Sarasota County Environmental Permitting staff still awaiting direction from state before approving installation of mini reefs in Grand Canal
A nonprofit organization called Solutions To Avoid Red Tide (START) is working on a variety of measures to remove from waterways the nutrients that feed harmful algae such as the one that produces red tide, Chair and CEO Sandy Gilbert told members of the Siesta Key Association (SKA) on Dec. 5.
For example, he said, by the end of 2020, START will have seeded about 1 million clams in Sarasota Bay just north of the Ringling Bridge, as each clam can filter 20 to 30 gallons of seawater a day. Additionally, he pointed out, “They don’t die in red tide.”
In Manatee County, START has been collecting oyster shells from restaurants for another program.
START’s website explains that the Gulf Coast Oyster Recycling and Renewal program began in 2017 “to bring back this vital species to our waterways.” The oyster shells, the website says, “form the structure for a new oyster reef.”
Additionally, Gilbert explained, START has been collaborating with the Bay Park Conservancy, which is managing The Bay project on about 53 acres of City of Sarasota waterfront.
START is funding the first stormwater nutrient barrier, which will be included in Phase I of the design of the park and cultural and arts amenities in the area of the Van Wezel Performing Arts Hall, Gilbert noted. The goal is to filter harmful nutrients out of stormwater before that water moves from the park to Sarasota Bay, he added.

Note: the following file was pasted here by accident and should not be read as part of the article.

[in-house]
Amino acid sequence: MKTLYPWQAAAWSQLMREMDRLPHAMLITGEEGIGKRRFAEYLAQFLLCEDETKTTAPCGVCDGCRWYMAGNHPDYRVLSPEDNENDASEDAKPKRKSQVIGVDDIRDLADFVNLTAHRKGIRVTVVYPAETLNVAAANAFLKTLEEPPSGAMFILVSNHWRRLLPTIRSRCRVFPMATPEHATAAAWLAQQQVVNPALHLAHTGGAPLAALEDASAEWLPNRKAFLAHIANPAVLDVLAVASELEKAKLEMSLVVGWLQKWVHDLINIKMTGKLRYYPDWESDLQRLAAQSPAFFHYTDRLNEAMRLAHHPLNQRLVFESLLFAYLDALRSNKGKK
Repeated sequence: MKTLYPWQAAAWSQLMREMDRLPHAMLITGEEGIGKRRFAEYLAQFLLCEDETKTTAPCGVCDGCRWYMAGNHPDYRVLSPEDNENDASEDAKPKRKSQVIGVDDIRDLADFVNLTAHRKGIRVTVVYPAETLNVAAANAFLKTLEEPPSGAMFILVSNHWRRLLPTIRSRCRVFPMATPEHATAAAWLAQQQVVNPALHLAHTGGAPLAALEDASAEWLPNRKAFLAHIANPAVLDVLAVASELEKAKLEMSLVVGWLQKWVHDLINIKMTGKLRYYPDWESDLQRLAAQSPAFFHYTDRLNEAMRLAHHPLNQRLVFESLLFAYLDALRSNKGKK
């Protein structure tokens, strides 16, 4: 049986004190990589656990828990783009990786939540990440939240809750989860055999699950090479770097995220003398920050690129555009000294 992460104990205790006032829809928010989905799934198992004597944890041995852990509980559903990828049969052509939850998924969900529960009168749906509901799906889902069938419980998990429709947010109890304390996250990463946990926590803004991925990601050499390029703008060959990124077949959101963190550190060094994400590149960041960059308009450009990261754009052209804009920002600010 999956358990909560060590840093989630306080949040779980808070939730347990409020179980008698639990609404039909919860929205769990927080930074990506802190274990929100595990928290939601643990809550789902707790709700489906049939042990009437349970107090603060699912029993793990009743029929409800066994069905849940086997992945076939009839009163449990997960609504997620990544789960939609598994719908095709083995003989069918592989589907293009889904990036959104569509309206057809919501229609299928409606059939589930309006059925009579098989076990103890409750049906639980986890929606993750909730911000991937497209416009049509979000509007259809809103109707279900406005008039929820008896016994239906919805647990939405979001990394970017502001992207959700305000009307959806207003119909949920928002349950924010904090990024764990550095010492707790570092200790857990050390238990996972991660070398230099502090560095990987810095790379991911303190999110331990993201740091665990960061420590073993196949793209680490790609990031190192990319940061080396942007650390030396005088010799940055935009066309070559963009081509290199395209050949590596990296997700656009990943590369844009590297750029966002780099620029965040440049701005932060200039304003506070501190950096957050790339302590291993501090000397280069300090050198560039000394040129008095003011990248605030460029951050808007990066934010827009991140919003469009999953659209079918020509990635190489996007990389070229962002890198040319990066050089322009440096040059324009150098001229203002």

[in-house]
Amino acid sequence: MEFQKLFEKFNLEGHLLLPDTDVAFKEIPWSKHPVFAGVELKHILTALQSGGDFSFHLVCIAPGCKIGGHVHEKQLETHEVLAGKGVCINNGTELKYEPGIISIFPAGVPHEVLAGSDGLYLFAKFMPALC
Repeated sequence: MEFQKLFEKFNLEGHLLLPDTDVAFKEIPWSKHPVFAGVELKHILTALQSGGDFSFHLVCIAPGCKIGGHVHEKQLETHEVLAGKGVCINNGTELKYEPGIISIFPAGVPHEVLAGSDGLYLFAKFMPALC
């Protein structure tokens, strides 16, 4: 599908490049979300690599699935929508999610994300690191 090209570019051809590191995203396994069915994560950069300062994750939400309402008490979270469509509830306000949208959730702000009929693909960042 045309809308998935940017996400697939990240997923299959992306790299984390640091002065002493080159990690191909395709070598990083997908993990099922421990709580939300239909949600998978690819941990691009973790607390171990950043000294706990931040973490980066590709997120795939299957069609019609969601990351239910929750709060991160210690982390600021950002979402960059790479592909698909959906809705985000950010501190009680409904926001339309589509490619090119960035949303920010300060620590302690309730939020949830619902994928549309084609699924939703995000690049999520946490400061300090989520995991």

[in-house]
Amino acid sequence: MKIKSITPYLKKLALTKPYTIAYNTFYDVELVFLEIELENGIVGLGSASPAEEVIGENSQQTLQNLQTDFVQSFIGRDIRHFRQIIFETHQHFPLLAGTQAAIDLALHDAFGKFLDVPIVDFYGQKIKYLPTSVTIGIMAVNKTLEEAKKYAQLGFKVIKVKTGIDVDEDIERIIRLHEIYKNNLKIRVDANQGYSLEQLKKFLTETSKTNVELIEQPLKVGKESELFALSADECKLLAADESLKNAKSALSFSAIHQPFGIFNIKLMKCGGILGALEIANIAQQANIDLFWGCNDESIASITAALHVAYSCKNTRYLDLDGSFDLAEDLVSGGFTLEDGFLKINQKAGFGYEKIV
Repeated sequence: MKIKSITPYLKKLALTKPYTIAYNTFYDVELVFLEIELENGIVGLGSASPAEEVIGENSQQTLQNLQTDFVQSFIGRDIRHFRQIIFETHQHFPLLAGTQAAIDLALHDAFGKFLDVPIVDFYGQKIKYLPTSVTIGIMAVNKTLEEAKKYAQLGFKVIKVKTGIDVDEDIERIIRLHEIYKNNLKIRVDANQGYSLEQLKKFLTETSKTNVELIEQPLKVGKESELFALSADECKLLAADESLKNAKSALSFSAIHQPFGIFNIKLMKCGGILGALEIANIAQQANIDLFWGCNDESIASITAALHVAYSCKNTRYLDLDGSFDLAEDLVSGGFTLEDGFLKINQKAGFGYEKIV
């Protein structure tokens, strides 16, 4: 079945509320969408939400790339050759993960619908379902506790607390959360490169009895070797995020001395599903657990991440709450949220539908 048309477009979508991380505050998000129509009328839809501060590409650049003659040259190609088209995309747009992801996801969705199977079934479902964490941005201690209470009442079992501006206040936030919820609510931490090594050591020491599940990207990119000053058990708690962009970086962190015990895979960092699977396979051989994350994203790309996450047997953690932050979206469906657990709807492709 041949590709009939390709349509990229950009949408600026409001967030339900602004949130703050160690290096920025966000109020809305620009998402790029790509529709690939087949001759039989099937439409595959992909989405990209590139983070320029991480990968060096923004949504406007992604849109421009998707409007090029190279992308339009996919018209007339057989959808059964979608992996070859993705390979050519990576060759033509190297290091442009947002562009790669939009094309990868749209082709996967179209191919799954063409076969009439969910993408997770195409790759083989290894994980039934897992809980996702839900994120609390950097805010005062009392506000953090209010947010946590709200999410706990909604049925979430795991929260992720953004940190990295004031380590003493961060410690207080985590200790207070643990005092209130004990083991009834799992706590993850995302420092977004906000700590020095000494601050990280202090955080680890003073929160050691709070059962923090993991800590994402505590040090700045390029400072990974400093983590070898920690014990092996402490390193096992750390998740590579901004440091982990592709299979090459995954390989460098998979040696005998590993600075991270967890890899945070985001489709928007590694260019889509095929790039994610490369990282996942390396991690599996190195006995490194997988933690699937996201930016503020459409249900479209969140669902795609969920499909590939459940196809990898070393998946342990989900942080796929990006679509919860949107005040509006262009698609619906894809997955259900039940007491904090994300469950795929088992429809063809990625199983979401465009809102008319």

START also will be putting clams and oysters into the lagoon on the property, he pointed out.
Yet another initiative START is promoting, Gilbert told the SKA audience, is the installation of “mini reefs” under private docks. Made by a company called Ocean Habitats, each mini reef is 24 inches by 36 inches by 24 inches deep, Gilbert added. It floats about 3 inches above the water line, he said, which makes the device pretty much invisible to neighbors.
Every mini reef has four shelves. “You’re creating a hotel for sea life …”
START has three primary objectives, Gilbert explained: It works with policymakers to “try to get them to fund things that would take nutrients out of the water”; it undertakes in-water projects to filter out nutrients; and it engages in community outreach to educate members of the public about steps they can take to reduce red tide.
Phil Chiocchio of the Sarasota Bay Fisheries Forum — who talked about mini reefs during an October SKA presentation — joined Gilbert for the Dec. 5 discussion.
Although Sarasota County Environmental Permitting Division staff still will not issue permits for mini reefs, Chiocchio explained, the Town of Longboat Key and the City of Sarasota are allowing their residents to use the devices.
As he had in October, Chiocchio again noted the success of a project involving mini reefs at the Mar Vista Dockside Restaurant on Longboat Key. “Bring your mask and snorkel” to the restaurant, Chiocchio invited the SKA members,” ’cause it’s a great show. You can just sit there and watch all these mangrove snappers” that come in to feed on the smaller creatures living in the mini reefs.
“That’s why people like these,” Gilbert added, referring to the mini reefs.
Moreover, he noted, “They filter about 30,000 gallons of seawater every day. … You’re simulating mangrove roots. … You’re creating a place [for sea creatures] to hide, a place to light. You’re creating food [for fish]. … You’re creating the habitat.”